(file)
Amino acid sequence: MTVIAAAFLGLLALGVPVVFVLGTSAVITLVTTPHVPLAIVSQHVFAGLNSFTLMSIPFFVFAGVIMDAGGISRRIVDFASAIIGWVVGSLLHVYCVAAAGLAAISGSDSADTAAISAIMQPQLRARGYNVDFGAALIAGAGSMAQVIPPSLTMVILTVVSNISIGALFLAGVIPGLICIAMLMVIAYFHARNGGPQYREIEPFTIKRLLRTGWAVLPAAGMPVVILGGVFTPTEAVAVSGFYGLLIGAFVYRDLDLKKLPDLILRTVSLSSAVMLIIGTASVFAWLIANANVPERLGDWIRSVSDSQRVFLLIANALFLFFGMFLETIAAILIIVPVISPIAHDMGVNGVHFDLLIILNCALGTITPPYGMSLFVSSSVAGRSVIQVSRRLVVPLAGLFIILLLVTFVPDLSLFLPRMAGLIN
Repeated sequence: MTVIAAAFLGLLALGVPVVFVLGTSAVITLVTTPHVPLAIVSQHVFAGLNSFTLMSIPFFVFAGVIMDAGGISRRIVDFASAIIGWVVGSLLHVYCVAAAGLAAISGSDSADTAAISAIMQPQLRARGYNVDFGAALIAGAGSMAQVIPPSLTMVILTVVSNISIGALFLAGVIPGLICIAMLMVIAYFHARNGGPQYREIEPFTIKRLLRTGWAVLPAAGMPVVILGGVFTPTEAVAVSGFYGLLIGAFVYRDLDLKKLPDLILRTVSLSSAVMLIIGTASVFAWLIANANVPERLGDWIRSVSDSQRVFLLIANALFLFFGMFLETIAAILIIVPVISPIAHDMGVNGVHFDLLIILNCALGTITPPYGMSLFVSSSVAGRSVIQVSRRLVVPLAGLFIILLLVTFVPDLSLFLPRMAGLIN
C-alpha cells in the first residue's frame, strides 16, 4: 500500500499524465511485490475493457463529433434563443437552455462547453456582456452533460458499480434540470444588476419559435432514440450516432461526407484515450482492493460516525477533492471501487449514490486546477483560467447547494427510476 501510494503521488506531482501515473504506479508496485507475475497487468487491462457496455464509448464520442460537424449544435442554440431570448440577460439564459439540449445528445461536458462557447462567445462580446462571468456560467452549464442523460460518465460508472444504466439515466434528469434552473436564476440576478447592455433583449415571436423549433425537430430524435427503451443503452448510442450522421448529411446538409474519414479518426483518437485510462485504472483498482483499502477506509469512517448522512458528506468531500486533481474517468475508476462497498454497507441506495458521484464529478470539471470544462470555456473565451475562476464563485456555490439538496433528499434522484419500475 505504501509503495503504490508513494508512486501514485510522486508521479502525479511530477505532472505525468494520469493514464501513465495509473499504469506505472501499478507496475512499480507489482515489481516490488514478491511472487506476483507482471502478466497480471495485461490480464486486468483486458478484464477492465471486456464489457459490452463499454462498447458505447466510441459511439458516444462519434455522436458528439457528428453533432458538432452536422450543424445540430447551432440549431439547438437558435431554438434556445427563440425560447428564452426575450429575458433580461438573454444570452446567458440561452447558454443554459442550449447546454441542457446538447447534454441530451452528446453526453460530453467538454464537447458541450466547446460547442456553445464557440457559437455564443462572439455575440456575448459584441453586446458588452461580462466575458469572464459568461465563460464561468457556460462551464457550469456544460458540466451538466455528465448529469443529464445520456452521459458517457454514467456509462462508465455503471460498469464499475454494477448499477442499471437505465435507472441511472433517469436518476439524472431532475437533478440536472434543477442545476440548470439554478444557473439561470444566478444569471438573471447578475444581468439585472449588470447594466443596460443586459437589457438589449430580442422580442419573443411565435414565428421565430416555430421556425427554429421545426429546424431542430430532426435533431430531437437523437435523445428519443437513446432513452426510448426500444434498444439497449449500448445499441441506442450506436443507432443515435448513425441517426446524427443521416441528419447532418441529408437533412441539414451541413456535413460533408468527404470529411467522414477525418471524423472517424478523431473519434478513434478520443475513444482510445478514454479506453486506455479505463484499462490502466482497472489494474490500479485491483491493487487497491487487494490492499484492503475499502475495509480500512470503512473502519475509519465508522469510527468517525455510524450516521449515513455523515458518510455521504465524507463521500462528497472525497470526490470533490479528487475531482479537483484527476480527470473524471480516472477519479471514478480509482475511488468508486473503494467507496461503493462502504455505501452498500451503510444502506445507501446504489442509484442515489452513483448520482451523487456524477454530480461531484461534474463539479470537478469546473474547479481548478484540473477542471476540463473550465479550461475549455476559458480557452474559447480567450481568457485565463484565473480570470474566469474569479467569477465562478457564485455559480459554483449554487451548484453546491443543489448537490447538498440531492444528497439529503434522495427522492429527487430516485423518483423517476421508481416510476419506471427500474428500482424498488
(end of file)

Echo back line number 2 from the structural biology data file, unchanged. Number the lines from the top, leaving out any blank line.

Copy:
Repeated sequence: MTVIAAAFLGLLALGVPVVFVLGTSAVITLVTTPHVPLAIVSQHVFAGLNSFTLMSIPFFVFAGVIMDAGGISRRIVDFASAIIGWVVGSLLHVYCVAAAGLAAISGSDSADTAAISAIMQPQLRARGYNVDFGAALIAGAGSMAQVIPPSLTMVILTVVSNISIGALFLAGVIPGLICIAMLMVIAYFHARNGGPQYREIEPFTIKRLLRTGWAVLPAAGMPVVILGGVFTPTEAVAVSGFYGLLIGAFVYRDLDLKKLPDLILRTVSLSSAVMLIIGTASVFAWLIANANVPERLGDWIRSVSDSQRVFLLIANALFLFFGMFLETIAAILIIVPVISPIAHDMGVNGVHFDLLIILNCALGTITPPYGMSLFVSSSVAGRSVIQVSRRLVVPLAGLFIILLLVTFVPDLSLFLPRMAGLIN